Community to celebrate Presentation’s legacy

Julie Filby

In its 91-year history, Presentation of Our Lady School has provided a Catholic education for thousands of children. Alumni, former and current staff, students, parents and anyone involved with the school is invited to a reunion May 30 to look back on the legacy of the west Denver school before it closes in June.

“It was fun, like one big family,” Joan Pfenning, 81, told the Denver Catholic. “Everybody knows everybody.”

Pfenning has been a member of Presentation of Our Lady Parish for 52 years and served as the school’s secretary for 20 years. She’s looking forward to the reunion and seeing old friends like “Mrs. Schnur,” who managed the school cafeteria for 27 years; Jeanette Vahling Wacholtz, who attended Presentation herself then had a family member there every year for 63 years straight, and “Andy,” who once babysat one of school’s most beloved alumni, Father Ron Cattany, soon-to-be-installed pastor of the Cathedral Basilica of the Immaculate Conception.

Closure of the school, founded in 1924, was announced by 10-year pastor Father Edward Poehlmann last November following consultation with the parish finance and pastoral councils and the Archdiocese of Denver. Beginning with the 2015-2016 school year, the space will be leased to Escuela de Guadalupe, an independent Catholic school with a dual-language program, founded in north Denver in 1999.

“We’re very grateful for the alumni,” Father Poehlmann said. “The last 10 years have been difficult for the school and they’ve been very helpful and supportive.”

At its height in the 1960s, Presentation served nearly 500 students in the Barnum neighborhood. In the last decade, more than $3.6 million was invested by Seeds of Hope Charitable Trust, The Catholic Foundation of Northern Colorado and the archdiocese.

A plan was developed by the Office of Catholic Schools to facilitate the transition of Presentation students and teachers. Of 97 students, more than 60 plan to go to other archdiocesan schools, primarily St. Francis de Sales and St. Bernadette, according to Father Poehlmann. The Presentation community has pledged to help the students with the transition financially, including continuing their annual golf tournament fundraiser, which will be held Aug. 18 at Inverness Golf Course in Englewood. Father Poehlmann also said that all of the teachers have jobs for next year.

The reunion will begin with 4:30 p.m. Mass in the church at 695 Julian St., celebrated by Father Poehlmann, followed by a reception in the school gym at 660 Julian St. Refreshments will be served. There is no charge for the event, though there will be an opportunity to purchase raffle tickets to raise funds for students.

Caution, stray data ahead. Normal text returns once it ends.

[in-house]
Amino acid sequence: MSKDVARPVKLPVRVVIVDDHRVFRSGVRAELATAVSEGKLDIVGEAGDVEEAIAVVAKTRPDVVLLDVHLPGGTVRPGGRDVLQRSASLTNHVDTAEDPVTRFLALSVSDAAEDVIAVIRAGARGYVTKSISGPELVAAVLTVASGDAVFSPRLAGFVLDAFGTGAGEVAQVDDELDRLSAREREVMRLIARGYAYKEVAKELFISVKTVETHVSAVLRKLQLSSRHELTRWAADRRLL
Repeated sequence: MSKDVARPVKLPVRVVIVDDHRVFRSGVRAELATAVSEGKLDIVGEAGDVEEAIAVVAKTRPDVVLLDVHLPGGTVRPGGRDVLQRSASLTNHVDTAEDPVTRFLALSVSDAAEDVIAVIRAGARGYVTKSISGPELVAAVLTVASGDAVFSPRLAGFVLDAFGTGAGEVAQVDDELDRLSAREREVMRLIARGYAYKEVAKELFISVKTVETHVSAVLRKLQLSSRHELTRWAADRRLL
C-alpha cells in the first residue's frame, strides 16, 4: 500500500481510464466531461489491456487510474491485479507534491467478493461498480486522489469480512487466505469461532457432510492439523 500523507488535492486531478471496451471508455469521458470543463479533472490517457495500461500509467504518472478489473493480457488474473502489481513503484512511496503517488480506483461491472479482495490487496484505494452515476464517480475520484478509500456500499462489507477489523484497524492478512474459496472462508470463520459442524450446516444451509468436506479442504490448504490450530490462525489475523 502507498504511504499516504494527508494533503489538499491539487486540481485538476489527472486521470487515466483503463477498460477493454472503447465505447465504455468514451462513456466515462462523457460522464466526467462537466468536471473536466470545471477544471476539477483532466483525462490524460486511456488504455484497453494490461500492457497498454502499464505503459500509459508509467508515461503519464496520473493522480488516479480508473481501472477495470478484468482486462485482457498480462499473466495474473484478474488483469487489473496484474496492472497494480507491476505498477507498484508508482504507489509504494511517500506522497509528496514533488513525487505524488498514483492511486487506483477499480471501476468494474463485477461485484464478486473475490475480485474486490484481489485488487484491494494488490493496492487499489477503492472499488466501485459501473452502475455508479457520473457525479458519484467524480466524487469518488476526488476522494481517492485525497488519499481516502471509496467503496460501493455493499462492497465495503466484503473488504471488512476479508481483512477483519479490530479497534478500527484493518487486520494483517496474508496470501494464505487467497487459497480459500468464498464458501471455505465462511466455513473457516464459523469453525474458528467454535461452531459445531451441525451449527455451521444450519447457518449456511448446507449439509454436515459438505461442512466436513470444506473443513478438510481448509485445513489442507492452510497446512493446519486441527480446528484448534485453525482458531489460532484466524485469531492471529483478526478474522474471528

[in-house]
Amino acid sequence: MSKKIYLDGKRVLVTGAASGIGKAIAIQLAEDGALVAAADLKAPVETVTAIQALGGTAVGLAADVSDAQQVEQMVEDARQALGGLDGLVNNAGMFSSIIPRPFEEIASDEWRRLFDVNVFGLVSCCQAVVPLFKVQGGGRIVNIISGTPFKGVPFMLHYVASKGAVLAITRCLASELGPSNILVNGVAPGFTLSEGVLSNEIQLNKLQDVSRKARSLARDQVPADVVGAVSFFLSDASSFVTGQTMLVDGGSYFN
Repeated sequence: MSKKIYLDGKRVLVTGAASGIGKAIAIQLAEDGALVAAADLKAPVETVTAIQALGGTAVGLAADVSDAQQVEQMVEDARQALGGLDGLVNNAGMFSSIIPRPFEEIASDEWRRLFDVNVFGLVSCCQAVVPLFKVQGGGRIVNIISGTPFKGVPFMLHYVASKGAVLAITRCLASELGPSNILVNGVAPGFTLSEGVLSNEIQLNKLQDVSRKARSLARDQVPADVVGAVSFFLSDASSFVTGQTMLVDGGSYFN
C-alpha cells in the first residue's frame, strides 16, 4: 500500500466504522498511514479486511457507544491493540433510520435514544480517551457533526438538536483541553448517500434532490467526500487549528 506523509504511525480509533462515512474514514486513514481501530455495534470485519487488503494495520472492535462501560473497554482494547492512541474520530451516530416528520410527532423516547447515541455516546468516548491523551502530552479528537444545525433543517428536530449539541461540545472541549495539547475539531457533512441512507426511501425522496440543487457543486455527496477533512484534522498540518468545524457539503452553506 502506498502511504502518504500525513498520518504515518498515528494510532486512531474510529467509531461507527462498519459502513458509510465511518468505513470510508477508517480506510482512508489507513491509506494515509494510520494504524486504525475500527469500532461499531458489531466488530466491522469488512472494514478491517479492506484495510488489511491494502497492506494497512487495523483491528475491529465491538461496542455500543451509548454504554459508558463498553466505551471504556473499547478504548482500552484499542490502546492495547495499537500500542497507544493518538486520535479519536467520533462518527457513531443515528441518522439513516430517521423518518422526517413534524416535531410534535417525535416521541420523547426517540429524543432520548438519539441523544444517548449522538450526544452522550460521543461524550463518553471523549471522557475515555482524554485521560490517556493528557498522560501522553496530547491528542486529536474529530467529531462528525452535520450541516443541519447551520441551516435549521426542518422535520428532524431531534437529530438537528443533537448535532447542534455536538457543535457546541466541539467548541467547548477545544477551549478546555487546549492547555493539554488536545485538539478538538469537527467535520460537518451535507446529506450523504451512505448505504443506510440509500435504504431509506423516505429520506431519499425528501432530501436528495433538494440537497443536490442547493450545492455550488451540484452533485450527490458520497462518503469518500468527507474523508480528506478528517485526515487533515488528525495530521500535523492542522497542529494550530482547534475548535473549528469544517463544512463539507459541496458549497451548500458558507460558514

“We’re so anxious to keep the kids leaving Presentation in Catholic schools,” Pfenning said.

“Presentation of Our Lady School has served the community of west Denver well for 90 years, thanks in no small part to the sacrifice and hard work of the Sisters of Mercy,” Archbishop Samuel Aquila wrote in a statement last November when the closure was announced. “The school has struggled in the past few years … but this in no way diminishes the great work it has accomplished in the lives of generations of students.”

Guests are encouraged to show their Panther Pride at the reunion by wearing shirts with school logos. RSVP to Joan Pfenning at 303-936-5934 or Bill Uebelher at mbu11@q.com.

COMING UP: Radical living and my friend Shelly

Sign up for a digital subscription to Denver Catholic!

I saw my friend Shelly the other day, for the first time in 28 years.

Back in the day, she was Shelly Pennefather, basketball phenomenon. She led Denver’s Bishop Machebeuf High School’s women’s basketball team to three undefeated seasons, a 70-0 record. In her senior year, her family moved to Utica, New York, where she led the Notre Dame High School team to a 26-0 season, giving her a no loss record for her entire high school career. She remains Villanova University’s all-time scorer — men’s and women’s — with a career total of 2408 points.  She also holds the women’s rebound record, at 1171. She is a three-time Big East Player of the Year, the first All-American out of the Big East, the 1987 National Player of the Year, and a winner of the prestigious Wade Trophy. She’s been inducted into the Philadelphia Women’s Big Five Hall of Fame, and Villanova has retired her jersey. After college, she played professional women’s basketball in Japan. She was making more money than anybody I knew.